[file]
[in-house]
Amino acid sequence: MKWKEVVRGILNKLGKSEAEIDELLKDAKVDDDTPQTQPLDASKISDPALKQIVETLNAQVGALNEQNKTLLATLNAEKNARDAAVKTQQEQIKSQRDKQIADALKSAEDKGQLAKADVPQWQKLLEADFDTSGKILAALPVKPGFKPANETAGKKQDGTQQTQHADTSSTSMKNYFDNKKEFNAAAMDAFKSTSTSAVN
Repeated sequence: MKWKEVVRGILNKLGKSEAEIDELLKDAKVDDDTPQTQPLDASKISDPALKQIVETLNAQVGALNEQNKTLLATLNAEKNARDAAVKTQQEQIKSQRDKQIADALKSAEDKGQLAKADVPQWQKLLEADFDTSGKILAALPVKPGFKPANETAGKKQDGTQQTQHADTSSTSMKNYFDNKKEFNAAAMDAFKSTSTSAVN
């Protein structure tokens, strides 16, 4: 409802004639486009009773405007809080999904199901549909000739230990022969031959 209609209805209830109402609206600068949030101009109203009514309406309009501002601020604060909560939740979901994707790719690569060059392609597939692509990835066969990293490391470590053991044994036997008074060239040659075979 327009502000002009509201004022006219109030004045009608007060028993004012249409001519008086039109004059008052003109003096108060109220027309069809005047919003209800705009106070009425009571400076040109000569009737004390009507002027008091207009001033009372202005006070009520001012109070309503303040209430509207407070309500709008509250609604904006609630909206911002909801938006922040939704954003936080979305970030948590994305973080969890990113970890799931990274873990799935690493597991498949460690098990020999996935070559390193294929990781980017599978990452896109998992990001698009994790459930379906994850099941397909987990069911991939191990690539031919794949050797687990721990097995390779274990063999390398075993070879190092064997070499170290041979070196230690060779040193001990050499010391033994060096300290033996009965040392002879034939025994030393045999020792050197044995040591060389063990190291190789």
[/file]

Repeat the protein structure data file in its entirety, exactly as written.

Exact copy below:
[in-house]
Amino acid sequence: MKWKEVVRGILNKLGKSEAEIDELLKDAKVDDDTPQTQPLDASKISDPALKQIVETLNAQVGALNEQNKTLLATLNAEKNARDAAVKTQQEQIKSQRDKQIADALKSAEDKGQLAKADVPQWQKLLEADFDTSGKILAALPVKPGFKPANETAGKKQDGTQQTQHADTSSTSMKNYFDNKKEFNAAAMDAFKSTSTSAVN
Repeated sequence: MKWKEVVRGILNKLGKSEAEIDELLKDAKVDDDTPQTQPLDASKISDPALKQIVETLNAQVGALNEQNKTLLATLNAEKNARDAAVKTQQEQIKSQRDKQIADALKSAEDKGQLAKADVPQWQKLLEADFDTSGKILAALPVKPGFKPANETAGKKQDGTQQTQHADTSSTSMKNYFDNKKEFNAAAMDAFKSTSTSAVN
């Protein structure tokens, strides 16, 4: 409802004639486009009773405007809080999904199901549909000739230990022969031959 209609209805209830109402609206600068949030101009109203009514309406309009501002601020604060909560939740979901994707790719690569060059392609597939692509990835066969990293490391470590053991044994036997008074060239040659075979 327009502000002009509201004022006219109030004045009608007060028993004012249409001519008086039109004059008052003109003096108060109220027309069809005047919003209800705009106070009425009571400076040109000569009737004390009507002027008091207009001033009372202005006070009520001012109070309503303040209430509207407070309500709008509250609604904006609630909206911002909801938006922040939704954003936080979305970030948590994305973080969890990113970890799931990274873990799935690493597991498949460690098990020999996935070559390193294929990781980017599978990452896109998992990001698009994790459930379906994850099941397909987990069911991939191990690539031919794949050797687990721990097995390779274990063999390398075993070879190092064997070499170290041979070196230690060779040193001990050499010391033994060096300290033996009965040392002879034939025994030393045999020792050197044995040591060389063990190291190789």